Avoiding Interference by Changing Your Wi-Fi Channel.

Changing your Wi-Fi channel number can help your router have a stronger signal. Your Wi-Fi channel matters because it can minimize the amount of interference you can get. Wireless networks send signals through a radiofrequency range.

The 2.4 GHz radiofrequency is the most used frequency band - it is used by most appliances and devices that are Wi-Fi capable such as microwave ovens, baby monitors, cordless phones, and garage door openers.

Not only that, but wireless networks of your neighbors may also interfere with the radio signaling for your Internet connection especially in apartments or condominium units where you share walls. In cases like these, transferring to another channel can solve your problems.

How do Wi-Fi Channels Function?

The 2.4 GHz frequency range is divided into smaller bands or channels. Most countries have an option of available channels to choose from when it comes to Wi-Fi networks, so the channels will depend on your location. For the United States, the Wi-Fi channels 1 to 11 can be used when you set up your wireless LAN.

How to Know Which 2.4 GHz Channel Is the Best?

In the United States, most Wi-Fi enabled appliances and devices use the Wi-Fi channel number 6 by default. If you think you are getting a lot of interference from the other appliances in your home and you are using channel 6, you should transfer to another channel. Take note, though, that all Wi-Fi devices on a Wi-Fi network must be using the same channel.

One thing you should know is that Wi-Fi channels can overlap with each other. Channel 1 has the lowest frequency band, while channel 11 has the highest. The further apart two channels are, there will be a lesser chance of overlapping and interference. You should use channels 1, 6, and 11. These channels will provide you better results since they do not overlap with each other.

How to Know Which 5 GHz Channel Is the Best?

Newer Wi-Fi networks can support 5 GHz wireless connections. The 5 GHz frequency has fewer interference issues than the 2.4 GHz frequency. The best thing about using a 5 GHz frequency is that the channel choices available are channels that do not overlap. The options you have will vary depending on your country.

In the United States, the most recommended non-overlapping 5 GHz Wi-Fi channels are 161, 157, 153, 149, 48, 44, 40, and 36. You also have the options to use channels 136, 132, 116, 112, 108, 104, 100, 64, 60, 56, and 52. These are channels that belong to a regulated category.

When you use any of these channels, the Wi-Fi transmitter will detect first how many devices are using the same channel. Then, it automatically changes the channel in case there are too many devices on it to avoid interference.

Although this feature helps you avoid network interference effortlessly, it can be a complex method especially if you are not tech-savvy. Most network administrators prefer to use the first group of channels mentioned above because they are less complicated.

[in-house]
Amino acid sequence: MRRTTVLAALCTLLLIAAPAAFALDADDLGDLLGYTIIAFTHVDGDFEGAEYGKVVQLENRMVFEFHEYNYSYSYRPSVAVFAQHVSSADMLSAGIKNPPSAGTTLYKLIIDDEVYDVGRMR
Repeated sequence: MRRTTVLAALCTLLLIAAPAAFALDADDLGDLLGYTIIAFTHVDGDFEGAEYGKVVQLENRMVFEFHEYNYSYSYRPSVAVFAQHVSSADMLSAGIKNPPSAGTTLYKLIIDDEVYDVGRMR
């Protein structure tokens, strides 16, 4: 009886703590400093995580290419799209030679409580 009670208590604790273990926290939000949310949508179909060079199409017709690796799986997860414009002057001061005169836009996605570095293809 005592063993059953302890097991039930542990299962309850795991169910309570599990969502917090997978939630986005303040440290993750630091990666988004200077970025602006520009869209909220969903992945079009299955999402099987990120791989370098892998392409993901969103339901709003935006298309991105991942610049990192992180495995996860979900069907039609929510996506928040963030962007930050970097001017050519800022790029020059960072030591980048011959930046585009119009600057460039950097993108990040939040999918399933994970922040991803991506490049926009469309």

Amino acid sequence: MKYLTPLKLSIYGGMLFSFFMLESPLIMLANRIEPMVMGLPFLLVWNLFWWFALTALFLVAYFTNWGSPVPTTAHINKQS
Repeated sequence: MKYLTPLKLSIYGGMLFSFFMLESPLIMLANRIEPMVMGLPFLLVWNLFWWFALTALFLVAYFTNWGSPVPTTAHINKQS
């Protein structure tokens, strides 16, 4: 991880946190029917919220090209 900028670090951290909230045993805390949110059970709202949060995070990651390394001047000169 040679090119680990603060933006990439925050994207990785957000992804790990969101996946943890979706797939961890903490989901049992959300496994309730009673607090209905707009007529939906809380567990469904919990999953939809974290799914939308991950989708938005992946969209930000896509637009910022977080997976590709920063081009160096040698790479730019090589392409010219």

How to Change Your Wi-Fi Channel

You need to access the router's administration page to check what Wi-Fi channel you are using. Enter your login details and then look for WLAN or wireless channels. From there, you can tweak your settings and transfer them to another channel.

You can set your wireless channel settings better if you make use of the desktop or mobile wireless app. These apps usually give you information on the channel that your network is choosing and the WLANs that your device can access in your range.

This information is crucial because it makes you aware of what channels devices are set at so that you know which channel is the best option for you to transfer to.

If there is Still No Improvement after Changing the Channel?

If you switched to another channel and you still have a slow Internet connection, then radio interference may not be your primary problem. Here are some other reasons why you have an unstable network.

Check your apps and software

Some software and apps can slow down your Internet connection, like email clients and web browsers. Looking for an alternative may speed up the connection you get on your device.

Old router

Look up your service plan and do an Internet speed test. If you are not getting the speed that your Internet service provider should be giving you, you may need to get a new router. But if your modem or router is still new, then the problem must be coming from your Internet service provider. Contact their customer support services to report the problem.

Router position

Sometimes, the location of your router is the problem. You have to take note that where you place your router is crucial as it is the access point. If you set it up in a place that is too low, too high, or surrounded by walls, you will get a low signal. It is best to place your router in the center part of your house, so every room gets to have a stable signal. Your router's location can determine how much signal coverage you can get.

Number of users

If you live in a full house with more than five members, and each member has two to three devices that use the Wi-Fi, then you have too many devices using your home network. This can slow down your Internet speed.

Some routers have a limit on how many devices can use the connection. If you are an administrator and you need the Wi-Fi connection for work, you can tweak the settings and give high priority to your laptop. You also have the option of getting a mesh Wi-Fi network system or getting a second router.

These solutions will provide you with more extensive signal coverage and give more room to accommodate more devices.

Emil S.

Emil is a Data & Design Specialist with a degree in BS Information System, specializes in Admin Support & Creative Design.

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